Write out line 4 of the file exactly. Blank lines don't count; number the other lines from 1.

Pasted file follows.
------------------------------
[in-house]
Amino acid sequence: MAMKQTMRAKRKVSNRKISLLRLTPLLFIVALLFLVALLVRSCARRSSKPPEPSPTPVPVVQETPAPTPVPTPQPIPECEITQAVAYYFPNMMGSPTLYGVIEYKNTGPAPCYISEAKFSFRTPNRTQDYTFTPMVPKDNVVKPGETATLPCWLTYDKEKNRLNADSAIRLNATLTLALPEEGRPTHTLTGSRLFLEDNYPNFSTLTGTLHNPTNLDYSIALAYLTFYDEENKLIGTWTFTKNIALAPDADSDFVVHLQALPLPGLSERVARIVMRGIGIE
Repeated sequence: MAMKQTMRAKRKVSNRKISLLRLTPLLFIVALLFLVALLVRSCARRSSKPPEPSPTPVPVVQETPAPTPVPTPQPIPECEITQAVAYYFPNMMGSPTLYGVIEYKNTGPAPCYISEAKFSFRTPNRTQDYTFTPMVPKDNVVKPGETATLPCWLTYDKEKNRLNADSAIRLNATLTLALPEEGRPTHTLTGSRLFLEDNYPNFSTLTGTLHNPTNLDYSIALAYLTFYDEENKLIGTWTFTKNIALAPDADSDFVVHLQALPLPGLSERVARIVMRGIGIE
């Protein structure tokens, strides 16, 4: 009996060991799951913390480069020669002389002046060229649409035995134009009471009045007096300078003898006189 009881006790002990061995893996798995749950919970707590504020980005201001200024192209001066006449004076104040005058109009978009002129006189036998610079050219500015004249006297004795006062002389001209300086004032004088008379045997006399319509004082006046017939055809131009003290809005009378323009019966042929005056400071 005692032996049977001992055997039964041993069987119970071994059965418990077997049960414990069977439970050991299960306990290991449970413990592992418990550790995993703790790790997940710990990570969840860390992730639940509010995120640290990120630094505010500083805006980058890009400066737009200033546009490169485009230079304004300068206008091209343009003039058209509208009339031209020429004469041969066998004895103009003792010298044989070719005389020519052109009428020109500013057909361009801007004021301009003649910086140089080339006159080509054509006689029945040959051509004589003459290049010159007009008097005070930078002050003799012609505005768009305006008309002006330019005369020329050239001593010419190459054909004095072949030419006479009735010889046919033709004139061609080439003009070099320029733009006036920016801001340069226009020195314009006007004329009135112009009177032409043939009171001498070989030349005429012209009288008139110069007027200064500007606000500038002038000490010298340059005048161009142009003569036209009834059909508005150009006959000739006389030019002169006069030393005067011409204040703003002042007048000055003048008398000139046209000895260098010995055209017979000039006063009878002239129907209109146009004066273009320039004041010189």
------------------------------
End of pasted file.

């Protein structure tokens, strides 16, 4: 009996060991799951913390480069020669002389002046060229649409035995134009009471009045007096300078003898006189 009881006790002990061995893996798995749950919970707590504020980005201001200024192209001066006449004076104040005058109009978009002129006189036998610079050219500015004249006297004795006062002389001209300086004032004088008379045997006399319509004082006046017939055809131009003290809005009378323009019966042929005056400071 005692032996049977001992055997039964041993069987119970071994059965418990077997049960414990069977439970050991299960306990290991449970413990592992418990550790995993703790790790997940710990990570969840860390992730639940509010995120640290990120630094505010500083805006980058890009400066737009200033546009490169485009230079304004300068206008091209343009003039058209509208009339031209020429004469041969066998004895103009003792010298044989070719005389020519052109009428020109500013057909361009801007004021301009003649910086140089080339006159080509054509006689029945040959051509004589003459290049010159007009008097005070930078002050003799012609505005768009305006008309002006330019005369020329050239001593010419190459054909004095072949030419006479009735010889046919033709004139061609080439003009070099320029733009006036920016801001340069226009020195314009006007004329009135112009009177032409043939009171001498070989030349005429012209009288008139110069007027200064500007606000500038002038000490010298340059005048161009142009003569036209009834059909508005150009006959000739006389030019002169006069030393005067011409204040703003002042007048000055003048008398000139046209000895260098010995055209017979000039006063009878002239129907209109146009004066273009320039004041010189």